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Re: Considerations for resale

Diverdr;

Until the boat market changes, you should not expect to break even on any boat purchase these days. Sure, you may be able to sell a boat for what you paid for it, but if you invest in any upgrades,etc, they will not add much to the boats selling price.

Buying right and keeping a boat up will certainly help, but the market is just too soft for this kind thing to happen with any regularity.

Chris
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Old 28-07-2011, 10:52   #13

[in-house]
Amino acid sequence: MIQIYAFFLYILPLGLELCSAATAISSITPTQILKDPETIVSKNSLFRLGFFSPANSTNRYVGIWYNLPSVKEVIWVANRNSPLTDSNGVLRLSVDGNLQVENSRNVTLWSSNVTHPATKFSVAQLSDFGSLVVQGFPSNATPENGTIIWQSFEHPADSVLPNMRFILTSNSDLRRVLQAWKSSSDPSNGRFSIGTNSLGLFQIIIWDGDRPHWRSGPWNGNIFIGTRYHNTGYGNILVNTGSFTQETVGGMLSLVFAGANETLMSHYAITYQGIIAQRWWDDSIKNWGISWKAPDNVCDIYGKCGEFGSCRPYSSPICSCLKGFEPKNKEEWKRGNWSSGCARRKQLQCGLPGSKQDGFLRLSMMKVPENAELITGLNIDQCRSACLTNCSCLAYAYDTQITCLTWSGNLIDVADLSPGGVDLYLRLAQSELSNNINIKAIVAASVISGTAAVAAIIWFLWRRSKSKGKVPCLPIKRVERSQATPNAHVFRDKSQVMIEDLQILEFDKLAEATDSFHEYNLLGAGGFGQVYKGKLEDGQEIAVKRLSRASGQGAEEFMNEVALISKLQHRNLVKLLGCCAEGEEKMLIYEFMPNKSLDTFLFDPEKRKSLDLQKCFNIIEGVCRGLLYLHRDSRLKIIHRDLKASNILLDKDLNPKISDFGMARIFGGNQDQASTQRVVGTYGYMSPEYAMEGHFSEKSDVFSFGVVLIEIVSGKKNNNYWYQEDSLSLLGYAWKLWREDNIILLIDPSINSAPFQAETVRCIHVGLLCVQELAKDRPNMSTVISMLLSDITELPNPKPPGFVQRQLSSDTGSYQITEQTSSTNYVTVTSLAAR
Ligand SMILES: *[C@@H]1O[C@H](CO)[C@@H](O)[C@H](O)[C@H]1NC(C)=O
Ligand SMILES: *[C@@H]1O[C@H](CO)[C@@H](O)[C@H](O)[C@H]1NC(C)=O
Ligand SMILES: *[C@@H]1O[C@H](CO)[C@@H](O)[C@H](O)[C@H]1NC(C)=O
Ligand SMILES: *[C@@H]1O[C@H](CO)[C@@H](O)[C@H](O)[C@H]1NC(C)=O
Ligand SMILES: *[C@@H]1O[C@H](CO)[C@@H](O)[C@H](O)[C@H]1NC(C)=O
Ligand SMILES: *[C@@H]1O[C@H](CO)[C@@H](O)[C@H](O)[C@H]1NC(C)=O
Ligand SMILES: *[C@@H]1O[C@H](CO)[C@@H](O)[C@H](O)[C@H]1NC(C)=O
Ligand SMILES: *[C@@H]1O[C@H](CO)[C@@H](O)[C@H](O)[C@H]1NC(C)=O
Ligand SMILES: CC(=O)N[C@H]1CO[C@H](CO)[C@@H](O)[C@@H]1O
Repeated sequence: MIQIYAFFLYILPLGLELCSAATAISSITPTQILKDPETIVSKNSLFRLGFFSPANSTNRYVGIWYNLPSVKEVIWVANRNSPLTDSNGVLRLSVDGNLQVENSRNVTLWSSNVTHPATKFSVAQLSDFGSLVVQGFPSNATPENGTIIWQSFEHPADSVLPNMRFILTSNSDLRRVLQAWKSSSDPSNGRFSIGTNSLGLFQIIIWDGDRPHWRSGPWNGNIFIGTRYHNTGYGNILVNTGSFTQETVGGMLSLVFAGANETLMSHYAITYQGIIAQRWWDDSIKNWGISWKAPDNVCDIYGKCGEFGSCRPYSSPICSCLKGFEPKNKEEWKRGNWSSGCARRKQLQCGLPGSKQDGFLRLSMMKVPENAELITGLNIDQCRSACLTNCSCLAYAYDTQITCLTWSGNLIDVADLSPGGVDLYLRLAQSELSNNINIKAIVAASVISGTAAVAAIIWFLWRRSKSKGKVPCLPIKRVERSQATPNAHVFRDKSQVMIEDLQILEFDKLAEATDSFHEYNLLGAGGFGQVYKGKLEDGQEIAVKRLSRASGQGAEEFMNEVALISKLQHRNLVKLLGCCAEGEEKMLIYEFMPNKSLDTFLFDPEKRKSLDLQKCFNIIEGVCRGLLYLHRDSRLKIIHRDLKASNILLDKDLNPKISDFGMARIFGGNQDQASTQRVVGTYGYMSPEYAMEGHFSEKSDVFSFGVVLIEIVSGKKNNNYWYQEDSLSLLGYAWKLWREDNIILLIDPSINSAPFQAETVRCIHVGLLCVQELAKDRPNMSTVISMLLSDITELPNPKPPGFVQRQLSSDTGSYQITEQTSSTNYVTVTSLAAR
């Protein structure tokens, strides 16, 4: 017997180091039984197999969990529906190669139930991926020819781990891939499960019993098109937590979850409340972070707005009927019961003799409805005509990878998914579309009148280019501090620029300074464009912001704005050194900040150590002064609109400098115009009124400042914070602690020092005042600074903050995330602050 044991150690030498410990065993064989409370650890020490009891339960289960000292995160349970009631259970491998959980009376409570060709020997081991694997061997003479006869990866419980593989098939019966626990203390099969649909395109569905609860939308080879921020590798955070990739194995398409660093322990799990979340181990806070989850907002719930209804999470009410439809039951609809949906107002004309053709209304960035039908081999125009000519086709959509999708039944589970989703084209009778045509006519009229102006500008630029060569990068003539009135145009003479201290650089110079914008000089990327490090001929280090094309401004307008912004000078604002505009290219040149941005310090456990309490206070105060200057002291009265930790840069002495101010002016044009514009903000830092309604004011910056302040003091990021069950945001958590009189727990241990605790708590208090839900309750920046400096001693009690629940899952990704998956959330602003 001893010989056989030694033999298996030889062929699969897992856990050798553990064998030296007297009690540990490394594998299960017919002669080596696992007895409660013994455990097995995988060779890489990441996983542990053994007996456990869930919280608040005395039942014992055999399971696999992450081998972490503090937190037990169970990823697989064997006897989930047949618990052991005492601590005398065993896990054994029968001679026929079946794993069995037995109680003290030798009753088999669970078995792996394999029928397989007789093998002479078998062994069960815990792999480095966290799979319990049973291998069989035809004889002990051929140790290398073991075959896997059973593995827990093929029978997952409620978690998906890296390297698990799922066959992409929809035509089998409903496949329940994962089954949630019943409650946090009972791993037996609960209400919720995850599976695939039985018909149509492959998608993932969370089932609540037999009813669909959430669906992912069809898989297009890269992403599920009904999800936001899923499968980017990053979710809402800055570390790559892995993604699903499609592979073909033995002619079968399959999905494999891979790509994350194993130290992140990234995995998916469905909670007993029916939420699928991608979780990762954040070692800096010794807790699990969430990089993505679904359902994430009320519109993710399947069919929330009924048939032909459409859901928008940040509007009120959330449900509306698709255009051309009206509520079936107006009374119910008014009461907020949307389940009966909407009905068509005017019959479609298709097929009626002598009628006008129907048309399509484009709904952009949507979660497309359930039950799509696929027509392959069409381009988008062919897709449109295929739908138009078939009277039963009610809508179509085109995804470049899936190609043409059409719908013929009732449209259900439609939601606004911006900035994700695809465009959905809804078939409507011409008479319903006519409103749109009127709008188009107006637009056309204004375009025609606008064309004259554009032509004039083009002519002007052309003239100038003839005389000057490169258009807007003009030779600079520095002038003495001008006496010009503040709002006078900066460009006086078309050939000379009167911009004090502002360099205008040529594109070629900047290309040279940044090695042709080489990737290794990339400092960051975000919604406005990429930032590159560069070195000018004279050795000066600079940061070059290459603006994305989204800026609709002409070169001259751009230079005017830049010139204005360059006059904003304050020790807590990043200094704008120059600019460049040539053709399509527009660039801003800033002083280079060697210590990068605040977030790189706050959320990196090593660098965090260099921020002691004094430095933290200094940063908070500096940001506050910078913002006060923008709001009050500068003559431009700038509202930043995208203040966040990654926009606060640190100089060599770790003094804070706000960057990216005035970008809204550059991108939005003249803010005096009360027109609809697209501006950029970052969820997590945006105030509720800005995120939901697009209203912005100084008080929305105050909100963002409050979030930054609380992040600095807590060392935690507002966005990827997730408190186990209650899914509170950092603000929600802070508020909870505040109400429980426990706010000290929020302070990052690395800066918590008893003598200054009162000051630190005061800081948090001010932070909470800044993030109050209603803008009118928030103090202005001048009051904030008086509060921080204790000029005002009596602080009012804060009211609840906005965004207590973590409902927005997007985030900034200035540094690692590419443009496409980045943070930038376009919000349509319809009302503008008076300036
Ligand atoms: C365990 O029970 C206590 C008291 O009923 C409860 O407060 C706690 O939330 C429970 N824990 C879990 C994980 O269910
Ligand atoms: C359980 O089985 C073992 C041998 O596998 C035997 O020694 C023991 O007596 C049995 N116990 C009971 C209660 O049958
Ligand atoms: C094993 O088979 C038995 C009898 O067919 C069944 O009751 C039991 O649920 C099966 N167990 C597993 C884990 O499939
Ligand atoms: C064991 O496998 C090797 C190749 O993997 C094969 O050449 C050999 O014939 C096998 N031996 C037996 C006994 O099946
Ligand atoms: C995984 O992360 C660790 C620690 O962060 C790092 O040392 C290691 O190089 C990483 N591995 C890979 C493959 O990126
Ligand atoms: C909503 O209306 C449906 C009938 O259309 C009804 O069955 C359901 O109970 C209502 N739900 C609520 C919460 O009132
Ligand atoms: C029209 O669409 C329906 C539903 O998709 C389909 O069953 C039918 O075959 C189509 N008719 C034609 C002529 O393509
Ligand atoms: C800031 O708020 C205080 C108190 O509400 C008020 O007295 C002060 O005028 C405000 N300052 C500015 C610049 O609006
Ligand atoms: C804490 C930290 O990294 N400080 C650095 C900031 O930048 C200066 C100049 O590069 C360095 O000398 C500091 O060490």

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Re: Considerations for resale

Great information. Thank you all. 36-38' sounds good. I think crewing makes alot of sense as well. I also think I should do a bareboat charter. I will search the archives here to find a good bareboat charter company. I am familiar with the costs of owning a boat. That is why I am holding off to buy the boat until I am closer to leaving. That money saved can be put to the cruising account! As for my significant other, I don't think she will be able to leave her teaching career. This means solo with visits on her breaks. (6-14 days every 6-8 weeks) I am in auto sales and am a NYS licensed home inspector so could easily leave and pick up where I left off upon returning.
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Old 28-07-2011, 14:20   #14
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Re: Considerations for Resale